The Streamer X features three different forms of audio input, indicated by three little lights above the input dial, with the selection indicated by a different colour around the gain dial. There’s the mic/instrument jack (purple), a headset mic (green) or a Rode Series IV wireless transmitter that can be paired with the unit (light blue).

My second frustration was that it took me far too long to realise this was the case, and I was stuck for longer than I should have been on headset mode, wondering why my mic wasn’t working. This is admittedly more on me, but for a unit aimed at simplicity that comes with no instructions other than four steps on the back of the box lid (connect to PC, plug in microphone, download software, ‘get connected’), they could have indicated this a little bit clearer.

As with the Rodecaster Duo I previously reviewed, input and output levels are denoted by a coloured ring around the dials, which is pretty but not very precise, with gain indicated by the very small light above the input dial changing colour from green, to yellow, to red. It’s a very colourful piece of kit that looks great on a desk.

Rode Central Software

The software for the Streamer X, Rode Central, is designed to help set up and customise the Streamer X to fit your specific needs. It has four presets for streaming, video calls, gaming and presenting. The pads are set up with what I would describe as ‘standard podcast noises’ such as an air horn, crickets, applause and a swear beep. It has options for fairly advanced audio and video routing and gives you a fair amount of control over each input, including a suite of APHEX processing effects, simplifying the process of shaping your sound, and giving you control over Depth, Sparkle and Punch.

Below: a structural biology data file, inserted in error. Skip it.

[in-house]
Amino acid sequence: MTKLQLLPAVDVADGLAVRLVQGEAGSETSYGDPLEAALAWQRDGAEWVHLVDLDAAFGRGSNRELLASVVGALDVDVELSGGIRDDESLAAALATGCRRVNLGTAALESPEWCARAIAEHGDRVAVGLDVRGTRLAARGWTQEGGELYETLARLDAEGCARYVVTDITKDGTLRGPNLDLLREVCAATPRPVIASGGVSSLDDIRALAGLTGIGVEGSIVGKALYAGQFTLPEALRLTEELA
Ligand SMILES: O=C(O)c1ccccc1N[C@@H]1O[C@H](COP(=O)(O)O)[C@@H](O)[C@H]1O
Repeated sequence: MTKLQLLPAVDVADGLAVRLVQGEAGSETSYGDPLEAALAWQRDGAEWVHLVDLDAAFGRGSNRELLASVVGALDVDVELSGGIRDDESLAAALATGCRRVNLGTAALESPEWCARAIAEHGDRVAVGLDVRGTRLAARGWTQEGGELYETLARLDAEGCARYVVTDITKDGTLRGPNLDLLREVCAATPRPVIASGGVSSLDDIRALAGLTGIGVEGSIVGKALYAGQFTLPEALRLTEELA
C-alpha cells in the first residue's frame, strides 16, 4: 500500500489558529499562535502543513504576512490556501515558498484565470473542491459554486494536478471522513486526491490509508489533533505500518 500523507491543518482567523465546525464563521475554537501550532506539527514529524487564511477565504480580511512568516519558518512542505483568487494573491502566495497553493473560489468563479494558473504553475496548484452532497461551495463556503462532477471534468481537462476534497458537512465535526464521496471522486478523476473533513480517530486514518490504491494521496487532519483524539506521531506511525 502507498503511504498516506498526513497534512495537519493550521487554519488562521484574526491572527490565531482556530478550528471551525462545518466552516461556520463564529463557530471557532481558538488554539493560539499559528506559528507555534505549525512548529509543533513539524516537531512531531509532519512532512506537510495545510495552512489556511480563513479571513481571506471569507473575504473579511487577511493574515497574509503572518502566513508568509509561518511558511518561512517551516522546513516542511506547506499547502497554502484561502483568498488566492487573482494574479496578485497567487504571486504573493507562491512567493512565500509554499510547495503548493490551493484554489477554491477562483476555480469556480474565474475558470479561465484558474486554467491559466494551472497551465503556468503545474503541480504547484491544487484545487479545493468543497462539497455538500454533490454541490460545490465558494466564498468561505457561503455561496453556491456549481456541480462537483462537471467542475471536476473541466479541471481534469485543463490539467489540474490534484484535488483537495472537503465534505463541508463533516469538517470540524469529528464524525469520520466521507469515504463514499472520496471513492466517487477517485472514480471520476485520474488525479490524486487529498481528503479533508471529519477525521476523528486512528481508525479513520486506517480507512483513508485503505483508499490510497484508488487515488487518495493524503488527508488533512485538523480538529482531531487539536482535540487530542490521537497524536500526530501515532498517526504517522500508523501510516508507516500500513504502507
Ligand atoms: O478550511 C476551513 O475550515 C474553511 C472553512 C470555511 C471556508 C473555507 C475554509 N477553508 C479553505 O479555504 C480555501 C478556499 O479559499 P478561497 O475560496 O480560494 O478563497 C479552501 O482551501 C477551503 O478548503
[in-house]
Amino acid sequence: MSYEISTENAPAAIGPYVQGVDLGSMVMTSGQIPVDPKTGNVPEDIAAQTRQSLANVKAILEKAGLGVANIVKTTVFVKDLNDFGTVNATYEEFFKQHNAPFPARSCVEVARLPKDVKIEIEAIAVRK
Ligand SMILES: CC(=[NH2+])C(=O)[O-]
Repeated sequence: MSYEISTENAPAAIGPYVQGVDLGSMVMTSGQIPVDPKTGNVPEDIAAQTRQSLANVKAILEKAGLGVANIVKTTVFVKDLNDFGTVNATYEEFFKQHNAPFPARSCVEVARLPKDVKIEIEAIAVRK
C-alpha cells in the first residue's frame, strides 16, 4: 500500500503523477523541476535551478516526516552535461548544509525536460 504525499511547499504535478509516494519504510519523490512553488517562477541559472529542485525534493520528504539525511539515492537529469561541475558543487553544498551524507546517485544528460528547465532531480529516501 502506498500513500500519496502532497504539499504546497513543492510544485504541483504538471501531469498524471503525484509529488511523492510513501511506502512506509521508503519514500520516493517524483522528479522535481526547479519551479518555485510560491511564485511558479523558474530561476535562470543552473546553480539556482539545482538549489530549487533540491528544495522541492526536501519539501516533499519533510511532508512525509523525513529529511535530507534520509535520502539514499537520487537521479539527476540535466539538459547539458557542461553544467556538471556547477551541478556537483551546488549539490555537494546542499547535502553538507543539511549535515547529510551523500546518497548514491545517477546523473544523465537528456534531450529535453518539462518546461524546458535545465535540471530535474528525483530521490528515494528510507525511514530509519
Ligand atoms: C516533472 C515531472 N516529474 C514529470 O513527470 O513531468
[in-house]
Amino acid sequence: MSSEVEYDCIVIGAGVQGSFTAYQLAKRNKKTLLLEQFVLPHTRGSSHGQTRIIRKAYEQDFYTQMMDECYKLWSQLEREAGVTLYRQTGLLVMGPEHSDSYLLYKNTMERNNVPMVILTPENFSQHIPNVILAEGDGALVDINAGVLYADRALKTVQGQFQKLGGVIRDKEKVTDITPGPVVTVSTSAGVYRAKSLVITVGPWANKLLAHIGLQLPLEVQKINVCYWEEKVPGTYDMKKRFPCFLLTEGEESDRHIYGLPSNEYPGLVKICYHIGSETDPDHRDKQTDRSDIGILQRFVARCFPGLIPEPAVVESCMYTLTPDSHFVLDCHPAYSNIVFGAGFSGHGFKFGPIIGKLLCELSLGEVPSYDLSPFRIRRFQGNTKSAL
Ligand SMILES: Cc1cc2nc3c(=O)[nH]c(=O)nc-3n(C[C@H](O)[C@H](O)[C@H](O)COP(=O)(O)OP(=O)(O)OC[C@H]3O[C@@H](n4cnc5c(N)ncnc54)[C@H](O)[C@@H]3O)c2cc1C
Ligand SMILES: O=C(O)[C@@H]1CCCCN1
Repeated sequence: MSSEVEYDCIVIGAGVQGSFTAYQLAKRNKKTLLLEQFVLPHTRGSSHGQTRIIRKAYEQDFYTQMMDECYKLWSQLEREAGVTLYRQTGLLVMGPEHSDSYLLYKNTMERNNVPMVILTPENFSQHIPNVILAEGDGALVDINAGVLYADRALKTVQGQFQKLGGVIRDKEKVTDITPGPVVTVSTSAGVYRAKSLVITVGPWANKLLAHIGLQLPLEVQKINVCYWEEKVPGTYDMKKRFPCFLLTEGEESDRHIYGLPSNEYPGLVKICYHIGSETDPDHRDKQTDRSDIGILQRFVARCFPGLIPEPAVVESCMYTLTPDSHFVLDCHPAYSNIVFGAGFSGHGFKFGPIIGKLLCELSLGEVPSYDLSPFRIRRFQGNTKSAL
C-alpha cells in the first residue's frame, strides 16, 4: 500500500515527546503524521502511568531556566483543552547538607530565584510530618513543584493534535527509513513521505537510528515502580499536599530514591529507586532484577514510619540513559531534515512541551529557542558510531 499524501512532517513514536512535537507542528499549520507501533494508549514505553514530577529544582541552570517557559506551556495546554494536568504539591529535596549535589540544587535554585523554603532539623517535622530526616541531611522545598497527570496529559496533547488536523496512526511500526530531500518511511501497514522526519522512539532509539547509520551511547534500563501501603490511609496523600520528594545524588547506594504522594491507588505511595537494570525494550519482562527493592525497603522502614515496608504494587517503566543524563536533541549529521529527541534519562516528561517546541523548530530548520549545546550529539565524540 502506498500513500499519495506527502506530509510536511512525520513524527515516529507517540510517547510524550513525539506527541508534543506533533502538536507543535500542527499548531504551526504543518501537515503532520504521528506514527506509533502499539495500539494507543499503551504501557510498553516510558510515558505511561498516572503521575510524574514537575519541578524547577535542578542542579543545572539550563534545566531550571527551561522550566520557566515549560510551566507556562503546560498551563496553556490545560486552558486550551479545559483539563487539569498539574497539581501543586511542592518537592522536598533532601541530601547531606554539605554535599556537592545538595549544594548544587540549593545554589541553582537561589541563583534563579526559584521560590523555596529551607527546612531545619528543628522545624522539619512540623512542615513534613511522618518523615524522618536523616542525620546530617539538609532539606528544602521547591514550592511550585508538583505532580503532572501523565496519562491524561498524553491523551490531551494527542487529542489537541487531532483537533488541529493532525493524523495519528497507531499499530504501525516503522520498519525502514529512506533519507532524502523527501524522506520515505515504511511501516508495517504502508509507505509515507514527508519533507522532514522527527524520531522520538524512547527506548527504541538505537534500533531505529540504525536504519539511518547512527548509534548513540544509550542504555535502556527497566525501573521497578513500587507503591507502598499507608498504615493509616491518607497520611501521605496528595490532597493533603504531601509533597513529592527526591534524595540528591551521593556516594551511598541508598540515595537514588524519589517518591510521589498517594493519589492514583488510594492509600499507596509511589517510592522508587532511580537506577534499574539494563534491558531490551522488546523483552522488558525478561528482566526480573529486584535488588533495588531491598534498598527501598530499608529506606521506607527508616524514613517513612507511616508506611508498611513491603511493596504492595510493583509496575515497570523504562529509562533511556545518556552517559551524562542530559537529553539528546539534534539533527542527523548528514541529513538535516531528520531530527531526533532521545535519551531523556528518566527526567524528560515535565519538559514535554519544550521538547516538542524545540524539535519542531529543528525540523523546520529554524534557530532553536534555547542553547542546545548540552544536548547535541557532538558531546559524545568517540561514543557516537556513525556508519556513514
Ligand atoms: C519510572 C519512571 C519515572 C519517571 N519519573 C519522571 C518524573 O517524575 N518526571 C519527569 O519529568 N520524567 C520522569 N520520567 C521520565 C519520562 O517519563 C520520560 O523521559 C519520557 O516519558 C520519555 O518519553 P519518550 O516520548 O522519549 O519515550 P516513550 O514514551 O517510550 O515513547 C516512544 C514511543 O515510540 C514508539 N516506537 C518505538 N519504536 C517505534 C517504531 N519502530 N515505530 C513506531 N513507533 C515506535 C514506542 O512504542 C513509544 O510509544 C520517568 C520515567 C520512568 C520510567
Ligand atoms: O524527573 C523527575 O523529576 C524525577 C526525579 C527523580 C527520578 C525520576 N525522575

There is also an advanced section if, like me, you’re more of a nerd about these things.

It also features something called ‘Presentation Mode’, turning the pads into a controller that uses keyboard shortcuts for slideshow presentation, which I thought was an interesting use case for the Streamer X.

Rode Streamer X Review: Summary & Conclusions

As a straightforward audio device, I don’t think I can recommend the Rode Streamer X for podcasting, even for podcasters who use video. If you just need an audio interface, there are cheaper options with more inputs and controls, and the video element, while impressive, doesn’t really add much value when webcams and Zencastr exist.

But if you are a streamer, the Rode Streamer X combines a number of different pieces of kit and simplifies them down into one unit. Instead of buying an audio interface, a capture card and a stream deck (all of which can be quite pricey), the Streamer X functions as a jack-of-all-trades box to add to your setup.

Buy the Rode Streamer X on Amazon

Our Rating: 4.5

Build Quality: 4/5

Audio Features: 3/5

Software Features: 5/5

Still shopping around? Check out our roundups of the best audio interfaces, podcast mixers, and digital recorders!

Originally posted on December 7, 2023 @ 1:27 am